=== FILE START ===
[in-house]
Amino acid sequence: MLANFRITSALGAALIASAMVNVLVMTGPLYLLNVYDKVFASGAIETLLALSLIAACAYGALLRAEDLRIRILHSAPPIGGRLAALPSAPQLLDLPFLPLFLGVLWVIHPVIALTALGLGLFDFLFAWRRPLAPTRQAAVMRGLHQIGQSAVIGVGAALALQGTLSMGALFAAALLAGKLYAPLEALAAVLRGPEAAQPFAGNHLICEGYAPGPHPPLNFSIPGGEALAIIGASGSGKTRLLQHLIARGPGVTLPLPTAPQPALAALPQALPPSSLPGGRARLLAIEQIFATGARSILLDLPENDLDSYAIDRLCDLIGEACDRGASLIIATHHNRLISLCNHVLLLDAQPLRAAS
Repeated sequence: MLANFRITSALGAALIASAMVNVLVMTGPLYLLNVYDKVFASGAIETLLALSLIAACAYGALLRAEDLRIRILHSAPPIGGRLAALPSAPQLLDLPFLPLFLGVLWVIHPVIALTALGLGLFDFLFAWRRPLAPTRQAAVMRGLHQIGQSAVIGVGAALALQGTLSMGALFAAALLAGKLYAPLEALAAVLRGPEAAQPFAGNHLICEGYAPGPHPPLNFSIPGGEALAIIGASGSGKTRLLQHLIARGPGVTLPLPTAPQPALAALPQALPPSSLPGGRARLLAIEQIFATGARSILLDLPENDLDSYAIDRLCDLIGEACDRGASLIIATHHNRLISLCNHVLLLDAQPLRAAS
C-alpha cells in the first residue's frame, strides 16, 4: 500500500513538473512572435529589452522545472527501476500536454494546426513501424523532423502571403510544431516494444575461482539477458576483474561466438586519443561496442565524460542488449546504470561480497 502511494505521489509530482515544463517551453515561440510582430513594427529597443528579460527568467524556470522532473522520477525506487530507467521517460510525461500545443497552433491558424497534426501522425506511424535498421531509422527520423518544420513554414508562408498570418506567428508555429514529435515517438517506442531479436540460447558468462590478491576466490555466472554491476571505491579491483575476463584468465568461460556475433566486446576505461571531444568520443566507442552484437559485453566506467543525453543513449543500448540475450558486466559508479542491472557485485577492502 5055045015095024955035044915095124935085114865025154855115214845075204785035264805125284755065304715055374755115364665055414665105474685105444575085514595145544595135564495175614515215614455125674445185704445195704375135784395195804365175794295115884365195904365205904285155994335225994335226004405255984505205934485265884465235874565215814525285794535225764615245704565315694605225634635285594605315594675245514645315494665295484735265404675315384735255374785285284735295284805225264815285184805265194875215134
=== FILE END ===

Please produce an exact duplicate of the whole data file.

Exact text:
[in-house]
Amino acid sequence: MLANFRITSALGAALIASAMVNVLVMTGPLYLLNVYDKVFASGAIETLLALSLIAACAYGALLRAEDLRIRILHSAPPIGGRLAALPSAPQLLDLPFLPLFLGVLWVIHPVIALTALGLGLFDFLFAWRRPLAPTRQAAVMRGLHQIGQSAVIGVGAALALQGTLSMGALFAAALLAGKLYAPLEALAAVLRGPEAAQPFAGNHLICEGYAPGPHPPLNFSIPGGEALAIIGASGSGKTRLLQHLIARGPGVTLPLPTAPQPALAALPQALPPSSLPGGRARLLAIEQIFATGARSILLDLPENDLDSYAIDRLCDLIGEACDRGASLIIATHHNRLISLCNHVLLLDAQPLRAAS
Repeated sequence: MLANFRITSALGAALIASAMVNVLVMTGPLYLLNVYDKVFASGAIETLLALSLIAACAYGALLRAEDLRIRILHSAPPIGGRLAALPSAPQLLDLPFLPLFLGVLWVIHPVIALTALGLGLFDFLFAWRRPLAPTRQAAVMRGLHQIGQSAVIGVGAALALQGTLSMGALFAAALLAGKLYAPLEALAAVLRGPEAAQPFAGNHLICEGYAPGPHPPLNFSIPGGEALAIIGASGSGKTRLLQHLIARGPGVTLPLPTAPQPALAALPQALPPSSLPGGRARLLAIEQIFATGARSILLDLPENDLDSYAIDRLCDLIGEACDRGASLIIATHHNRLISLCNHVLLLDAQPLRAAS
C-alpha cells in the first residue's frame, strides 16, 4: 500500500513538473512572435529589452522545472527501476500536454494546426513501424523532423502571403510544431516494444575461482539477458576483474561466438586519443561496442565524460542488449546504470561480497 502511494505521489509530482515544463517551453515561440510582430513594427529597443528579460527568467524556470522532473522520477525506487530507467521517460510525461500545443497552433491558424497534426501522425506511424535498421531509422527520423518544420513554414508562408498570418506567428508555429514529435515517438517506442531479436540460447558468462590478491576466490555466472554491476571505491579491483575476463584468465568461460556475433566486446576505461571531444568520443566507442552484437559485453566506467543525453543513449543500448540475450558486466559508479542491472557485485577492502 5055045015095024955035044915095124935085114865025154855115214845075204785035264805125284755065304715055374755115364665055414665105474685105444575085514595145544595135564495175614515215614455125674445185704445195704375135784395195804365175794295115884365195904365205904285155994335225994335226004405255984505205934485265884465235874565215814525285794535225764615245704565315694605225634635285594605315594675245514645315494665295484735265404675315384735255374785285284735295284805225264815285184805265194875215134